Letter to the Editor: "Right to Farm" right for Missouri
Over the past several weeks, I have become alarmed at the significant number of people who have apparently received misinformation concerning the Missouri Farming Rights Amendment. This will appear as Amendment No. 1 on next Tuesday's ballot.
The opposition to this bill comes mainly from groups that are opposed to animal agriculture, while most of the agricultural organizations in the state, are in favor of it. Amendment No. 1 was drafted to provide a safety net for both farmers and consumers. It will help protect Missouri's farm families from out-of-state animal rights' groups that have targeted Missouri agriculture in the past.
The Missouri Farming Rights Amendment:
WILL NOT invalidate county or state ordinances.
WILL NOT give farmers a "blank check." No Missouri farming regulations will be changed.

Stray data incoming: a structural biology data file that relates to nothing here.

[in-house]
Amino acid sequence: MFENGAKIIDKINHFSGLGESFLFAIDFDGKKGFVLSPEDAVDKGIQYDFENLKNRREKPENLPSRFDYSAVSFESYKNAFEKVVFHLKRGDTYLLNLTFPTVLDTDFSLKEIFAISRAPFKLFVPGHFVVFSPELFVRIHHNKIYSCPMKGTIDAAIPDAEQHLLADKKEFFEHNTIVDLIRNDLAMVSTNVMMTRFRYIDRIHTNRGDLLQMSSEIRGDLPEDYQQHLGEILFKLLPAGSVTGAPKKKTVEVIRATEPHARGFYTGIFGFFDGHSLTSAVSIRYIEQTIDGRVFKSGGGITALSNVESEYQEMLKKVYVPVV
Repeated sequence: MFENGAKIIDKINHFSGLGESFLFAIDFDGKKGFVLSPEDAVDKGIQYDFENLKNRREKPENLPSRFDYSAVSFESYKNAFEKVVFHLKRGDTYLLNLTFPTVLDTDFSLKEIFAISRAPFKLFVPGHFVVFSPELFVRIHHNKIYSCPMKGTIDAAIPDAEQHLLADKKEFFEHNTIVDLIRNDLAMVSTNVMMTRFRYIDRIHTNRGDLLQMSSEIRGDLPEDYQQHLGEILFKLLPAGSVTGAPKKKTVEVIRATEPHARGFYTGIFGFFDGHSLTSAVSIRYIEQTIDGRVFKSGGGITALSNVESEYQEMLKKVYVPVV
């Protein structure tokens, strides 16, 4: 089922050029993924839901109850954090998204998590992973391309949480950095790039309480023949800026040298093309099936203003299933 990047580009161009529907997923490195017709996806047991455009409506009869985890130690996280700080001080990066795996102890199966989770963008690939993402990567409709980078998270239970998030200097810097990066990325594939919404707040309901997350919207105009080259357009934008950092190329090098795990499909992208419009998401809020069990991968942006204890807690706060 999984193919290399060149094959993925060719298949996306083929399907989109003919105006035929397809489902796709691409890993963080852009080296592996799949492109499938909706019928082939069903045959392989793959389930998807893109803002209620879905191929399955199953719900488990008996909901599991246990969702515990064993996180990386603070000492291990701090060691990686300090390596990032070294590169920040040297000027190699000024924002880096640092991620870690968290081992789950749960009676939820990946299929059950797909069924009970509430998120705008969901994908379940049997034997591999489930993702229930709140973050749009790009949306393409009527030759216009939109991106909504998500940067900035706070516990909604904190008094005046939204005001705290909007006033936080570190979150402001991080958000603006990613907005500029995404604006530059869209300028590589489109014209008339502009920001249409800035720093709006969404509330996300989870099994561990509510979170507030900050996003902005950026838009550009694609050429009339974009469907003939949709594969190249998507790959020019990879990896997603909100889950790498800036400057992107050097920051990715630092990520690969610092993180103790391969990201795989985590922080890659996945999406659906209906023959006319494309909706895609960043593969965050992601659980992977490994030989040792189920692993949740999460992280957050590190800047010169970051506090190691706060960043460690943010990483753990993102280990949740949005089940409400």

Opponents argue that Amendment No. 1 is an open invitation for foreign entities to purchase Missouri farmland. This is NOT the case, as Amendment No. 1 has no impact whatsoever on foreign ownership of farmland. Missouri's current 1 percent limit remains in effect, regardless of what happens with the "Keep Missouri Farming" Amendment.
Missouri Attorney General Chis Koster recently expressed his support for Amendment No. 1, but I think Congresswoman Ann Wagner stated it best: "Missouri's Right to Farm ensures that government bureaucrats and special interests cannot trample over the inherent rights of our farmers who allow us to put food on the kitchen table, keep our families healthy and provide essential services we can't live without. I applaud Amendment No. 1, and I will fight to ensure its passage this August so that our farmers have the rights they deserve."
We all have a chance next Tuesday to protect Missouri farming from excessive and overly restrictive regulations that may limit production and drive up food costs by voting "YES" on Amendment No. 1.
This letter is an expression of my opinion only, and does necessarily represent the opinion of, or endorsement by, the Saline County Commission, of which I am a member.
Tom Stallings, Marshall
Saline County Presiding Commissioner